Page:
Vendors are promoting SIP-based communications technologies and research points to market growth, but the jury remains out on whether firms are really investing in it.
A report published earlier this year by Illume Consulting claimed the number of SIP trunking channels sold in the UK had reached 51,000, having been “virtually zero” as recently as 2007. This figure was projected to have doubled by the end of this year and increased tenfold by the end of 2011.
In total, half a million channels are predicted to have been deployed in the UK within two years. This will swell the market for channel rental to an annual worth of £60m.
One of the growth factors singled out by Illume was the adoption of the service by key carriers such as Gamma Telecom and Voiceflex. The UK SIP Trunking Report 2009 also claims that customer reluctance to invest in the technology has largely dissipated.
Illume added that the two main barriers to SIP adoption - PBX compatibility and affordable Quality of Service (QoS) - are still present, but that they no longer lessen end users’ willingness to invest.
Such market appetite has prompted the top carriers to develop their own SIP ambitions, claimed the analyst. Illume’s managing director Matthew Townend argued the vendor landscape would develop two factions.
“2009 will see significant market entries in the SIP trunking market and continued growth from the early entrants,” he said. “In the present economic climate we have seen the emergence of a two-tier market. It now looks like we are seeing the beginning of two distinct services, one with Quality and SLAs, the other more cost-effective but without guaranteed QoS.”
Across the Atlantic, appetite for SIP also appears to be growing in the enterprise space. Infonetics Research recently found almost two-fifths of North American firms with upwards of 100 employees have already deployed SIP trunking.
But Matthias Machowinski, directing analyst for enterprise voice and data at Infonetics, claimed a reduction in technology refresh cycles could severely hamper SIP adoption.
“SIP trunking is catching up with TDM services and gaining broad traction with buyers,” he said. “However, it is unlikely we will see a rush towards SIP trunking, as SIP trunks are usually implemented during general technology upgrades, which are on hold at many firms right now.”
John Massey, managing director of VAR Actimax, compared the current market for SIP trunking to the voice over IP market three years ago.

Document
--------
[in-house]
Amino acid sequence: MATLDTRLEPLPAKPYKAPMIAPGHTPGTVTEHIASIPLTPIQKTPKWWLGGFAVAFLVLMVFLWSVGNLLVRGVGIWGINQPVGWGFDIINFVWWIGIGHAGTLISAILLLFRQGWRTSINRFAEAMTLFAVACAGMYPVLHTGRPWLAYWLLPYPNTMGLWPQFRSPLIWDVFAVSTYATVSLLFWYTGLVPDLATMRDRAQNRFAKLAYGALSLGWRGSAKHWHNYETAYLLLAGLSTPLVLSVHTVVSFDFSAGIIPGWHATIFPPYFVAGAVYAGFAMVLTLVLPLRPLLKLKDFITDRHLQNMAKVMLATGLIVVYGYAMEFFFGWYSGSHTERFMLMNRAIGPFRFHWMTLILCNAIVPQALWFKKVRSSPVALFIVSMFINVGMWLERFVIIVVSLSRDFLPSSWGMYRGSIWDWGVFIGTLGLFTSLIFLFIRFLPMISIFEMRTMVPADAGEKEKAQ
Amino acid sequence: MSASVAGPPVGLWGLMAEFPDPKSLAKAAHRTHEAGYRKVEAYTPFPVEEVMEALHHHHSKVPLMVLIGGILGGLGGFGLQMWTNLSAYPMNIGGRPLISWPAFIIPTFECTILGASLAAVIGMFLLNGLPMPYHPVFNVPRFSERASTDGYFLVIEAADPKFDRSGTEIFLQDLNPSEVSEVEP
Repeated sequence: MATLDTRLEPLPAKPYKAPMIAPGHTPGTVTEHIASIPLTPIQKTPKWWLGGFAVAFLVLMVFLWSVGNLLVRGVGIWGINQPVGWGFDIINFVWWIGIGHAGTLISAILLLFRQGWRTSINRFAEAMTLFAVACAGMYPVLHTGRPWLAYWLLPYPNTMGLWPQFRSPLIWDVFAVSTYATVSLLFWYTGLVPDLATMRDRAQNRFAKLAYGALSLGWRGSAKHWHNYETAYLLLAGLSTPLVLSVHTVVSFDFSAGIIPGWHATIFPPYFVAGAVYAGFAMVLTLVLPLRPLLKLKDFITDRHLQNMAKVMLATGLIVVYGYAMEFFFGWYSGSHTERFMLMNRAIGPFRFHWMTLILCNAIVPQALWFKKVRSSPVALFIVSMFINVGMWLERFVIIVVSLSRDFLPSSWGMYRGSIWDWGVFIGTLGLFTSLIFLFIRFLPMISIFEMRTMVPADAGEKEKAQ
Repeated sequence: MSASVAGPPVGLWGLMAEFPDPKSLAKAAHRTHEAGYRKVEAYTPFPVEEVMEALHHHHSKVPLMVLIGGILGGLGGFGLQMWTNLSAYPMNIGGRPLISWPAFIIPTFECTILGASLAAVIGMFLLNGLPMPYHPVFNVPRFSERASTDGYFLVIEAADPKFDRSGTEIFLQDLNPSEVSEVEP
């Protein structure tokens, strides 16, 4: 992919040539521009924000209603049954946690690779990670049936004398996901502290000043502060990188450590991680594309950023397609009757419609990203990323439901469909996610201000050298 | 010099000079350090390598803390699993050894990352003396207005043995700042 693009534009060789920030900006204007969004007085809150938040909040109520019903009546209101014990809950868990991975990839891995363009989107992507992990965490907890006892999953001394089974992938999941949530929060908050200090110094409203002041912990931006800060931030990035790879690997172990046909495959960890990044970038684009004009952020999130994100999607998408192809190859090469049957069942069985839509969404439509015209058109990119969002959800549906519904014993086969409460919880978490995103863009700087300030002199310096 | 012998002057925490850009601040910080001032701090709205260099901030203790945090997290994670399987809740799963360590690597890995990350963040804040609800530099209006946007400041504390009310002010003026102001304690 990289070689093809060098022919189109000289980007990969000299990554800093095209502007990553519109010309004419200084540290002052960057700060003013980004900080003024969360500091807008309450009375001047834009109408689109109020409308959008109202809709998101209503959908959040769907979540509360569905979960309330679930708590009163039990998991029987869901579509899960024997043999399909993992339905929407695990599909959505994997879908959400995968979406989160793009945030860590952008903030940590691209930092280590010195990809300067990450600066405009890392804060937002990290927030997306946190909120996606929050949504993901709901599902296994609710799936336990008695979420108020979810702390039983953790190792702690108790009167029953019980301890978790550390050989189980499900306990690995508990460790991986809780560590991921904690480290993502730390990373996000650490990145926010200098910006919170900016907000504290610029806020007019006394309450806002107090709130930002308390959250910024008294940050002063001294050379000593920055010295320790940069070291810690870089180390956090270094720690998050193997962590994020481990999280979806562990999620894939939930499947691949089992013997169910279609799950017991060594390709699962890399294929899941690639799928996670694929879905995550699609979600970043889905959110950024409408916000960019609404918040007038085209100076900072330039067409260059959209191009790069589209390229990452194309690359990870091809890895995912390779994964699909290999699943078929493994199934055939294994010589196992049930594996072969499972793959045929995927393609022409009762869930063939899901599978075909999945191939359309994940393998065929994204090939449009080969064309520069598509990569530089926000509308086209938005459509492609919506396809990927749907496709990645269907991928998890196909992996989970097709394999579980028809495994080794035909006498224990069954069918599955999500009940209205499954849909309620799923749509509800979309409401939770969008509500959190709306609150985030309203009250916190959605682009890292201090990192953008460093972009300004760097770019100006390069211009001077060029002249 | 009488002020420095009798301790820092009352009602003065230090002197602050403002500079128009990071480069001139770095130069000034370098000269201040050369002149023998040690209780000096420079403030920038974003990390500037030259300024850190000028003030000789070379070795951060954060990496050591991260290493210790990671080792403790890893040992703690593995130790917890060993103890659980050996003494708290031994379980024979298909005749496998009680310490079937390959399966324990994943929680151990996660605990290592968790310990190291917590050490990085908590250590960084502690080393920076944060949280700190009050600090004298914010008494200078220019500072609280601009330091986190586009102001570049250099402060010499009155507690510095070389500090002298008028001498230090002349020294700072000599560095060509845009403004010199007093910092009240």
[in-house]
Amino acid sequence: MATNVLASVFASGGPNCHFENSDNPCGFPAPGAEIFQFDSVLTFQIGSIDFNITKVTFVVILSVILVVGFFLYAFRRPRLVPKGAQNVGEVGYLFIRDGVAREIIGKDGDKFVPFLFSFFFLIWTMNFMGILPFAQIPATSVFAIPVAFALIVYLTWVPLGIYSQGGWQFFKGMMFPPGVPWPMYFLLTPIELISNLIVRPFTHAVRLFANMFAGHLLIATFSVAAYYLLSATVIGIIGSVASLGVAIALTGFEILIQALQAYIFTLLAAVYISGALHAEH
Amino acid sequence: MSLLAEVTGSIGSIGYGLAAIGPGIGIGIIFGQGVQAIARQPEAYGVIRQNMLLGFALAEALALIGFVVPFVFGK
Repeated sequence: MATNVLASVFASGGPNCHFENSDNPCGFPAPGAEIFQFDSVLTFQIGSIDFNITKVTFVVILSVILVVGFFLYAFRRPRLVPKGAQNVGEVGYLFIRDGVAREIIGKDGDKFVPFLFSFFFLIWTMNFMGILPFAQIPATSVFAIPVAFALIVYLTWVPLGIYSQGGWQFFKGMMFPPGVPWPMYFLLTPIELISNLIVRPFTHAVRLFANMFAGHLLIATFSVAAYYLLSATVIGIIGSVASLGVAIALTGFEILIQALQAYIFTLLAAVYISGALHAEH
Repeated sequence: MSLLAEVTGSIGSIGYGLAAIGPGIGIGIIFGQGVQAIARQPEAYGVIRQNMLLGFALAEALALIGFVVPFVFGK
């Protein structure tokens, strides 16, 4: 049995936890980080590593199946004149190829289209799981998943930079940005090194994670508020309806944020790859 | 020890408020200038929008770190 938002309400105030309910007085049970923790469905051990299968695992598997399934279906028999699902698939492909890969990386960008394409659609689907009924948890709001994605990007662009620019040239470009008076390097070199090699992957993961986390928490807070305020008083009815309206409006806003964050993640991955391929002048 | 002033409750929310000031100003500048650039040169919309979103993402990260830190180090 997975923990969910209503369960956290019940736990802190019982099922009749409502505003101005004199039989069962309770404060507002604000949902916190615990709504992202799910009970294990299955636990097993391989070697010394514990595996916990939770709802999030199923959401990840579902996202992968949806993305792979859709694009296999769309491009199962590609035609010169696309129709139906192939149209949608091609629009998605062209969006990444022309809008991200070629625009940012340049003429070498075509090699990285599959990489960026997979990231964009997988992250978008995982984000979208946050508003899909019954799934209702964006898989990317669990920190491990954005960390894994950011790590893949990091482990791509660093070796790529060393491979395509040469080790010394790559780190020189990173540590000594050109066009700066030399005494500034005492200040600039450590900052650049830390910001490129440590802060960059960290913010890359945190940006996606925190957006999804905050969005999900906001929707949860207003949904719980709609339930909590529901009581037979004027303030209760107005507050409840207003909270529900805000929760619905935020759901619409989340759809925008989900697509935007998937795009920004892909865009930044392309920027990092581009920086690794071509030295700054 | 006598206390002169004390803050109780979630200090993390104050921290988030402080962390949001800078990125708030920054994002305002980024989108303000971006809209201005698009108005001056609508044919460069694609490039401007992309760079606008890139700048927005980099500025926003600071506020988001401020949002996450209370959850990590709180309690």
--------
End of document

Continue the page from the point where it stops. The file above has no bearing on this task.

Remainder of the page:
“Once BT’s 21CN comes in and is generally more available SIP will take off,” he said. “It works as a technology, but it just has commercial barriers.”
Firewall vendor Ingate Systems specialises in SIP-based technology. The firm’s vice president of operations Janne Magnusson recently authored a white paper in which he outlined seven key benefits for businesses investing in the technology.
These included the optimisation of bandwidth usage by delivering voice and data in the same connection and increasing network redundancy.
“We see SIP trunks as paving the way to an all IP, all SIP world where
businesses can work without geographical constraints, employees can contribute
equally regardless of location, and everyone is reachable anywhere and anytime
as there is access to an internet connection,” he wrote.
One vendor to bet the house on SIP technology is Avaya, which rolled out its Aura architecture six months ago. At the time, European solutions marketing director Jirina Yates told CRN the technology was unlike anything the vendor has done before.
“SIP enables the next generation of communication,” she said. “It has been accepted by all the 3G networks.”
At Avaya’s recent EMEA partner conference in Prague the vendor reiterated its commitment to the technology. Vice president of sales Todd Abbott reassured partners that the acquisition of Nortel and its high-end networking portfolio did not alter Avaya’s technological focus.
“Avaya Aura is the strategic direction,” he said.
The vendor’s SME head honcho stressed the importance of ensuring the installation of the technology was not a complicated or daunting process for smaller companies.
Anthony Bartolo, general manager of Avaya’s Integrated Office Communications division, said: “Mid-size enterprises have the same needs as large firms but complexity can be the unwanted side effect in a deployment.”
He claimed mid-market businesses could deploy Aura in one hour, adding that Avaya has also launched a savings estimator tool to help fuel sales in this market.
Massey claimed some of his customers are investing in the technology but added that there are still a couple of key obstacles to SIP adoption.
“First is the cost of implementation,” he said. “Generally you need to install a bit of hardware on-site. The other problem is having a joined-up service level agreement from the data circuit provider and the SIP provider. These problems are stopping people installing it in large quantities."
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